This is an interview Beth Fehlbaum did with me for her blog several months ago. She's switching blogs, and this will disappear, so I'm copying it here.
What's your book about?
Sunlight is a story about innocence and holding on to the idea that there’s magic in the world. Sol is a teenage boy whose mother recently died. His father can’t handle him, so he dumps Sol off on Sol’s aunt and uncle, who live on a sunflower farm Sol’s mom grew up on. But once he gets there, weird things start happening, and Sol starts to realize a fairy tale his mother told him when he was a child just might be true.
What inspired you to write it?
The book is set on a farm in Arkansas, which is a similar place to where I grew up. I wanted to capture the tone of Arkansas, which is something I haven’t seen in many books. It’s an odd place – mostly very rural. The people tend to be fiercely independent.
Has the reality of being published been different than you thought it would be?
I’ve been publishing stories, poems, plays, etc. in journals for about a decade. I’ve got a couple of poetry collections out, and a short story collection, in addition to Sunlight. I’ve also got a novel and another poetry collection coming out next year. I don’t really know what I expected from publishing, but what I do know is that publishing, itself, isn’t that difficult. Promoting books is difficult. You’ve got to get out there and do readings, interviews, blog, etc. etc. I love doing readings – I try to do them as often as I can (1-2 a month) but it’s been difficult since my daughter was born.
Do you write from an outline or are you a "pantser"?
I have a really tight schedule – I work a lot, my wife and I have a 1 month old daughter, so I don’t have a lot of time. So I tend to write from outlines just because of the time issue. I do a lot of work up front getting ready for the book, so that when I sit down to write, I can move through it pretty quickly.
Who's your favorite author? What is it about his or her writing that has made you a fan?
I have a few favorite authors. One who comes to mind is Terry Pratchett, who writes the Disc World books. These are sort of parody fantasy books. Pratchett is hilarious. I highly recommend him. I also love Italo Calvino, who wrote magical realism. Lately, though, I’ve been reading a lot of nonfiction, mostly historical books on race, anthropology, and some philosophy. Oh, and zombie books.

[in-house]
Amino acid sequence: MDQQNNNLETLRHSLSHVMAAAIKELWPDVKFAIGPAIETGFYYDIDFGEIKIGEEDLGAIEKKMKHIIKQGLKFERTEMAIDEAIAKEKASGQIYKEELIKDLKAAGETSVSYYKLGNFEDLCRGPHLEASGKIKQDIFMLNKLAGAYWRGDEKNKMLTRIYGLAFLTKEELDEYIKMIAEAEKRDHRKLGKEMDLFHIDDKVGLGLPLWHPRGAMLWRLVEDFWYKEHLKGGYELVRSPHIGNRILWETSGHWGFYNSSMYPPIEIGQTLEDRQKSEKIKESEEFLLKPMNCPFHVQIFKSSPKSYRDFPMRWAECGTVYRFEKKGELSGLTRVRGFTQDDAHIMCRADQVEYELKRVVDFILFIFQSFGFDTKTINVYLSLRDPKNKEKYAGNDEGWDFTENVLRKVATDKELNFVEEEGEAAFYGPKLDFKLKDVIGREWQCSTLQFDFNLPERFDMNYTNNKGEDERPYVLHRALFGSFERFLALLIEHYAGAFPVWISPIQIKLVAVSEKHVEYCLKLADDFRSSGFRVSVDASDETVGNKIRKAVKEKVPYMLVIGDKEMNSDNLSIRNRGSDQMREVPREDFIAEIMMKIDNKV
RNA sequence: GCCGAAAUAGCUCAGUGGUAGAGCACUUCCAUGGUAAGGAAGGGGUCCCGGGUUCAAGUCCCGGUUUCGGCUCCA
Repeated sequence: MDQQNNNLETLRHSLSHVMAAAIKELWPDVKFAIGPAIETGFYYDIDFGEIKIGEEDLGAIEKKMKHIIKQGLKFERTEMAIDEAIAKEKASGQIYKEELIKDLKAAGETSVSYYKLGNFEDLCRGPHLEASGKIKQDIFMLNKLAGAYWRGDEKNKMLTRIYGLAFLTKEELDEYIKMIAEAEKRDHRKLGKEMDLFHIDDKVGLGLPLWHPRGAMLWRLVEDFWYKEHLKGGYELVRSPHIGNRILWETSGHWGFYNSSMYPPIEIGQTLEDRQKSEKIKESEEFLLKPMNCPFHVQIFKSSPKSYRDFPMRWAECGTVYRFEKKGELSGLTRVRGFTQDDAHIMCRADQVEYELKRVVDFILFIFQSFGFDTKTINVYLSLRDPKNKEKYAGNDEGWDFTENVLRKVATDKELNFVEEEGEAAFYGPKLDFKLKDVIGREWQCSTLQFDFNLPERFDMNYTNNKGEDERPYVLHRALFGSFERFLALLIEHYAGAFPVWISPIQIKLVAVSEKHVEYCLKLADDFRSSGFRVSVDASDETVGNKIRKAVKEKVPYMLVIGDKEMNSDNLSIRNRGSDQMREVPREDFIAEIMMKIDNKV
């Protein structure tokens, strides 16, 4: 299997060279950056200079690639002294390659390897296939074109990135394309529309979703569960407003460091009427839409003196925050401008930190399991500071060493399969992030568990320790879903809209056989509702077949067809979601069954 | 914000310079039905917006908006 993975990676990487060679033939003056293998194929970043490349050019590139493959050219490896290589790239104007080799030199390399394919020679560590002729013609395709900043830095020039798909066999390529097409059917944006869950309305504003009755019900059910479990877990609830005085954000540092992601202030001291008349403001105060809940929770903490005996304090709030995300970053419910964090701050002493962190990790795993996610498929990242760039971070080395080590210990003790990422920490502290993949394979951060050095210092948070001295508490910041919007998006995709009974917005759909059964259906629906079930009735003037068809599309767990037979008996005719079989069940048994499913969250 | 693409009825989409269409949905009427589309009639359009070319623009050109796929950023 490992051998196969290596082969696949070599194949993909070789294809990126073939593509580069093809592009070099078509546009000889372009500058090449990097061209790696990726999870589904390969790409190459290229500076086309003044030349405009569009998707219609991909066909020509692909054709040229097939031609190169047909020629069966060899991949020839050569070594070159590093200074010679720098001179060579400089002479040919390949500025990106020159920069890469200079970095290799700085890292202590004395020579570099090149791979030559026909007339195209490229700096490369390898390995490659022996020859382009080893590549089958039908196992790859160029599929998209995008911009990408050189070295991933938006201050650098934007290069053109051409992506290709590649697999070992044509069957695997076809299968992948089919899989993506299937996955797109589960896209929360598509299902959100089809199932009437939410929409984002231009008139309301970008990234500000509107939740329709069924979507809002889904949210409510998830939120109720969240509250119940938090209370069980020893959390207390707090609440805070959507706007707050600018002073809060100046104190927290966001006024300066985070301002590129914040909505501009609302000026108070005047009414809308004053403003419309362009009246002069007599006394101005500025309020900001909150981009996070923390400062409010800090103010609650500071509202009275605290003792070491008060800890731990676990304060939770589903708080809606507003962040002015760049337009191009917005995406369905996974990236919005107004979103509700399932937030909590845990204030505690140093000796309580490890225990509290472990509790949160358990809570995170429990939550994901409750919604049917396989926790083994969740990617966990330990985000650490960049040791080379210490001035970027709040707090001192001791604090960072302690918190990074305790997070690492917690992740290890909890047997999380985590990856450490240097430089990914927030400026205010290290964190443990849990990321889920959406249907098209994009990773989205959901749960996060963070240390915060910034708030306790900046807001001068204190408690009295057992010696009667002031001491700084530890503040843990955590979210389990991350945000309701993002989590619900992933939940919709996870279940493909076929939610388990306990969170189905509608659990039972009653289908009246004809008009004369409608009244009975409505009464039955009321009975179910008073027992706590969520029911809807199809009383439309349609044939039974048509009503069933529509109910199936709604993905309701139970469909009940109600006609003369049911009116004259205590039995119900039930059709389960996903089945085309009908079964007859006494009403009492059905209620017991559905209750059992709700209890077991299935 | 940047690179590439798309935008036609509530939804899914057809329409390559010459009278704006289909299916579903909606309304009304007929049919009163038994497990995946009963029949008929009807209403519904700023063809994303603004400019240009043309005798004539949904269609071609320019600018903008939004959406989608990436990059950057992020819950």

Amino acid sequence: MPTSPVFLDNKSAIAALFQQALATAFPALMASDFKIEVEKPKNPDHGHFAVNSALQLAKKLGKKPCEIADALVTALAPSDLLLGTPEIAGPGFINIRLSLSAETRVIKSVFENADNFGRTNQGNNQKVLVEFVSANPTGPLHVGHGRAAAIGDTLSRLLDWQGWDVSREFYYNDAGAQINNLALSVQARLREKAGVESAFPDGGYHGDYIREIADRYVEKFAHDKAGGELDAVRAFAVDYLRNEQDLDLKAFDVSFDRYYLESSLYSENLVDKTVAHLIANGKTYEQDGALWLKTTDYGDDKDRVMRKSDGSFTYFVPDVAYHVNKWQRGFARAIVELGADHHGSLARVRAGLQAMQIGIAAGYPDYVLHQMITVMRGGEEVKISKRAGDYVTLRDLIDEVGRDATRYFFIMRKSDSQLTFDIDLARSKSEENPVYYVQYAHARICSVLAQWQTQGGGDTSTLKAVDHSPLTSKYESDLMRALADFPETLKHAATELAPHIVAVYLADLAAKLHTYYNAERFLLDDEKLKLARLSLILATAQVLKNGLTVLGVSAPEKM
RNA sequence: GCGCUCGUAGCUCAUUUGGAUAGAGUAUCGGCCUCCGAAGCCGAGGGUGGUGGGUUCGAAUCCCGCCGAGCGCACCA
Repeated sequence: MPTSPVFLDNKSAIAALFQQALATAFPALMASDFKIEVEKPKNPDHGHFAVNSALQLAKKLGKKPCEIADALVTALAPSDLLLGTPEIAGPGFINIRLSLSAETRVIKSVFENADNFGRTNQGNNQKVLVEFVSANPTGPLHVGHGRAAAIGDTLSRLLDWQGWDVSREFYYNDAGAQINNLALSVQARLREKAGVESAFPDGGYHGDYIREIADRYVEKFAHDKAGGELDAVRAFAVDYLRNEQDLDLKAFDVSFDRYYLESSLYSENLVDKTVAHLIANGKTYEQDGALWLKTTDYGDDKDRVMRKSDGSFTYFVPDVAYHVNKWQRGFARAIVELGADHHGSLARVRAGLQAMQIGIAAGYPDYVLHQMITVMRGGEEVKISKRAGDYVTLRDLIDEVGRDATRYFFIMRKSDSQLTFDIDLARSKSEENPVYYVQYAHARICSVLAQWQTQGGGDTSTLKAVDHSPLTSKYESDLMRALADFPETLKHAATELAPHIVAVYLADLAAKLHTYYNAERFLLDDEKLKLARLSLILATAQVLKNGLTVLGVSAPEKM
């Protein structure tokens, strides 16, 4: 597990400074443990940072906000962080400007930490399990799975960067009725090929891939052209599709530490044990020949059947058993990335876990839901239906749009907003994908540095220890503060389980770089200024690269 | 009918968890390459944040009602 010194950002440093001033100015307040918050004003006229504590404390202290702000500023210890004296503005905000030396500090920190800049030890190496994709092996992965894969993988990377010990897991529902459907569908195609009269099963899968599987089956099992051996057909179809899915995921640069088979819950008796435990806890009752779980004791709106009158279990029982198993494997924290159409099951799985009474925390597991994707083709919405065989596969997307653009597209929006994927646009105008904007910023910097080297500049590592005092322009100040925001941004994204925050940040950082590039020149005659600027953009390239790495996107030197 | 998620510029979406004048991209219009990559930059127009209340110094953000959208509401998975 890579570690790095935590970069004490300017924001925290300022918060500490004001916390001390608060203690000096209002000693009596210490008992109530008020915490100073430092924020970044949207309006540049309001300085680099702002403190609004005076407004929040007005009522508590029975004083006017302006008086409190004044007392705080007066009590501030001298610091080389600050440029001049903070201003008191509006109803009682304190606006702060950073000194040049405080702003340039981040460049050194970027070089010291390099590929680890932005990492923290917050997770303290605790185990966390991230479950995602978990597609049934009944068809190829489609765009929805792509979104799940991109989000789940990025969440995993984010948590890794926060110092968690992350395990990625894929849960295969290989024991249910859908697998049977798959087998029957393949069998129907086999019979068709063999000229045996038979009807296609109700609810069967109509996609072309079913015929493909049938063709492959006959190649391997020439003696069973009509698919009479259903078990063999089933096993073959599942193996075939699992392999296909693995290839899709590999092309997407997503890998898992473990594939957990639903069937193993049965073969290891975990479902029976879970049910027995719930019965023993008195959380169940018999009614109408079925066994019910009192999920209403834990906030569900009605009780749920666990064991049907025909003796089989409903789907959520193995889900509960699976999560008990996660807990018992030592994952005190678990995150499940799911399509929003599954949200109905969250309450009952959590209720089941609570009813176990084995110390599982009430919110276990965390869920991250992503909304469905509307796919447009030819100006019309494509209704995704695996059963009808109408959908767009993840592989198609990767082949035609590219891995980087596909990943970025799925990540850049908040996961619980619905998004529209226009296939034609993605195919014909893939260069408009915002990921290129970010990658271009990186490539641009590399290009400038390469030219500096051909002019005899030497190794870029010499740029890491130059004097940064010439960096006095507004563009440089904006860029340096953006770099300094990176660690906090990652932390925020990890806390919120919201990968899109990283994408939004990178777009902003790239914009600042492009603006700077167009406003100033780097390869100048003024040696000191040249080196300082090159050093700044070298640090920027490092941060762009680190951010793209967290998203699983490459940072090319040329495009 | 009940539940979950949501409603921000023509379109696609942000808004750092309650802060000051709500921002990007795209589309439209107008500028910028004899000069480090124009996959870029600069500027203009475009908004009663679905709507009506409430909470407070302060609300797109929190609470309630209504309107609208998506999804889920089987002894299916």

Are you a full-time writer or do you have a "day job"? What do you do in your "day job"?
I’m a high school teacher and college counselor. As a college counselor, I work with mostly juniors/seniors to help them find and apply to colleges. I also visit lots of colleges so that I can get a feel for them and figure out if they’d be a good fit for my kids. It’s very time consuming in the fall, though around the beginning of the year, I have a little bit of time to write.
What's the last book you read that you still haven't been able to shake off? What was it about the book that stayed with you?
Right now I’m reading After the Apocalypse by Maureen McHugh, which is exactly what it sounds like – stories set after ‘the apocalypse,’ whatever that means – some of them are about zombies, some occur after a plague. The thing that makes this stand out is they’re really smart stories with a global perspective that use the conceit of being post-apocalyptic to deal with some really important issues like globalism, xenophobia, etc. I’m about halfway through it. I review a lot of books for various journals when I can, so I read a lot of recent small press poetry, short story collections, and novels. Honestly, most of these don’t stand out.
Why YA as opposed to some other genre?
I don’t tend to write YA. I wrote Sunlight as YA because that’s what the story was. I think the teen years are some of the hardest to get through because there’s so much change going on, and that makes for great stories. Also, teenagers’ brains are different from adults – they’re still developing, which means they have different and interesting perspectives. I think I have a couple more YA books in me, though I will continue to write non-YA books as well.
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